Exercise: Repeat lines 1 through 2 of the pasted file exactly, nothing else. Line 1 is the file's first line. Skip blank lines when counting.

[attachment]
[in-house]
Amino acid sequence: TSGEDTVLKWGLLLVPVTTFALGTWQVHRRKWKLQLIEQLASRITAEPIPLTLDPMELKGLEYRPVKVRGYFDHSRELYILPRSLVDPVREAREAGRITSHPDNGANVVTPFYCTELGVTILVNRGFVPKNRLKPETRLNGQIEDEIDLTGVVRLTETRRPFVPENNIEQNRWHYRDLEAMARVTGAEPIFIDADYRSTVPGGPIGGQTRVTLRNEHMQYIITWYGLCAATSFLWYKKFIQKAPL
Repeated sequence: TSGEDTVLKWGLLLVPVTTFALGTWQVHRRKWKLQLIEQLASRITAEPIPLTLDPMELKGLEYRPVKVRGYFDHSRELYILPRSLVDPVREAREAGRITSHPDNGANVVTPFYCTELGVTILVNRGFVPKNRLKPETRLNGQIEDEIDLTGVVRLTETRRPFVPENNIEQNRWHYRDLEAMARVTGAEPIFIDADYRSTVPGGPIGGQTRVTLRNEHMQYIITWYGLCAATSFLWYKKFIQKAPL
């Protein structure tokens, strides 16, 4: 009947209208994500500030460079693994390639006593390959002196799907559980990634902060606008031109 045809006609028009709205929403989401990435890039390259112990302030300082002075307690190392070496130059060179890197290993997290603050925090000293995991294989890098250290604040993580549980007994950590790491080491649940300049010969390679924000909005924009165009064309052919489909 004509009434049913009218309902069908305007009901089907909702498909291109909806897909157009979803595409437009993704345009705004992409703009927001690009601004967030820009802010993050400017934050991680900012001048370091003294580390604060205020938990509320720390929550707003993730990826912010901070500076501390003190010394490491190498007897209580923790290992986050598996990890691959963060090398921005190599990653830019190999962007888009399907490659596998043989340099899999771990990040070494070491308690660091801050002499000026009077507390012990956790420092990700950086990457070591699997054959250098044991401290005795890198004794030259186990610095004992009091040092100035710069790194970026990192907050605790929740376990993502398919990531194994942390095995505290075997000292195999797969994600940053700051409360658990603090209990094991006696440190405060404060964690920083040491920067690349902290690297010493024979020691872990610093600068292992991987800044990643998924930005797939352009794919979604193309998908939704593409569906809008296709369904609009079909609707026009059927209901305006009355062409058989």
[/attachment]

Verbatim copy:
[in-house]
Amino acid sequence: TSGEDTVLKWGLLLVPVTTFALGTWQVHRRKWKLQLIEQLASRITAEPIPLTLDPMELKGLEYRPVKVRGYFDHSRELYILPRSLVDPVREAREAGRITSHPDNGANVVTPFYCTELGVTILVNRGFVPKNRLKPETRLNGQIEDEIDLTGVVRLTETRRPFVPENNIEQNRWHYRDLEAMARVTGAEPIFIDADYRSTVPGGPIGGQTRVTLRNEHMQYIITWYGLCAATSFLWYKKFIQKAPL